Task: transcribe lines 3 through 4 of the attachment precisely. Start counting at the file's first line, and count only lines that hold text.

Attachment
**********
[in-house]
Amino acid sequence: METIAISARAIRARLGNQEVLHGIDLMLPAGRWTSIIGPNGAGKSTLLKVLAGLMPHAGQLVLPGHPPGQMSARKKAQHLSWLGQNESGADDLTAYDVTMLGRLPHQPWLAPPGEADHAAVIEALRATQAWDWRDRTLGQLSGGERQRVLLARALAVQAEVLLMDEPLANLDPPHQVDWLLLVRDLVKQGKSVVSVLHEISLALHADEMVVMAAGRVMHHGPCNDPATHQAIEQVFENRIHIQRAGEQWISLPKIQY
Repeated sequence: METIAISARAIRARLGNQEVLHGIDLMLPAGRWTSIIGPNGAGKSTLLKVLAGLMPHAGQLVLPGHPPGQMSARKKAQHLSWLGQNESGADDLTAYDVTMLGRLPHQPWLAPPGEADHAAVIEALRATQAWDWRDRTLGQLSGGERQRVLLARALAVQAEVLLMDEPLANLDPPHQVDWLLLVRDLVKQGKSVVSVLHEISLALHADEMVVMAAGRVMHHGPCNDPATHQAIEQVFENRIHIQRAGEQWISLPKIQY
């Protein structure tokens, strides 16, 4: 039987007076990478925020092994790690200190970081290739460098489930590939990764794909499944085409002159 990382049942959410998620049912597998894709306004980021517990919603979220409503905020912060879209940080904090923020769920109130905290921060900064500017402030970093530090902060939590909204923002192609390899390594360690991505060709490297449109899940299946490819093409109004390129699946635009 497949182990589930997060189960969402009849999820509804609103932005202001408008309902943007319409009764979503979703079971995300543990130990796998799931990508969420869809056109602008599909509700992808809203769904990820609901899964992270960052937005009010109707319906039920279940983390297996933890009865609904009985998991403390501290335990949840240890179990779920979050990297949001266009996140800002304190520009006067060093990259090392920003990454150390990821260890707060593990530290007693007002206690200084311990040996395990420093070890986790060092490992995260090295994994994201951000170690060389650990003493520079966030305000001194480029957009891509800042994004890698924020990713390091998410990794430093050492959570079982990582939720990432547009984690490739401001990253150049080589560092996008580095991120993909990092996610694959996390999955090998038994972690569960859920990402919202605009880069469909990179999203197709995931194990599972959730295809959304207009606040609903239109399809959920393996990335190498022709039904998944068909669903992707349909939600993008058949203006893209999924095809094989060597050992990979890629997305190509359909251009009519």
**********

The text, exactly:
Repeated sequence: METIAISARAIRARLGNQEVLHGIDLMLPAGRWTSIIGPNGAGKSTLLKVLAGLMPHAGQLVLPGHPPGQMSARKKAQHLSWLGQNESGADDLTAYDVTMLGRLPHQPWLAPPGEADHAAVIEALRATQAWDWRDRTLGQLSGGERQRVLLARALAVQAEVLLMDEPLANLDPPHQVDWLLLVRDLVKQGKSVVSVLHEISLALHADEMVVMAAGRVMHHGPCNDPATHQAIEQVFENRIHIQRAGEQWISLPKIQY
């Protein structure tokens, strides 16, 4: 039987007076990478925020092994790690200190970081290739460098489930590939990764794909499944085409002159 990382049942959410998620049912597998894709306004980021517990919603979220409503905020912060879209940080904090923020769920109130905290921060900064500017402030970093530090902060939590909204923002192609390899390594360690991505060709490297449109899940299946490819093409109004390129699946635009 497949182990589930997060189960969402009849999820509804609103932005202001408008309902943007319409009764979503979703079971995300543990130990796998799931990508969420869809056109602008599909509700992808809203769904990820609901899964992270960052937005009010109707319906039920279940983390297996933890009865609904009985998991403390501290335990949840240890179990779920979050990297949001266009996140800002304190520009006067060093990259090392920003990454150390990821260890707060593990530290007693007002206690200084311990040996395990420093070890986790060092490992995260090295994994994201951000170690060389650990003493520079966030305000001194480029957009891509800042994004890698924020990713390091998410990794430093050492959570079982990582939720990432547009984690490739401001990253150049080589560092996008580095991120993909990092996610694959996390999955090998038994972690569960859920990402919202605009880069469909990179999203197709995931194990599972959730295809959304207009606040609903239109399809959920393996990335190498022709039904998944068909669903992707349909939600993008058949203006893209999924095809094989060597050992990979890629997305190509359909251009009519």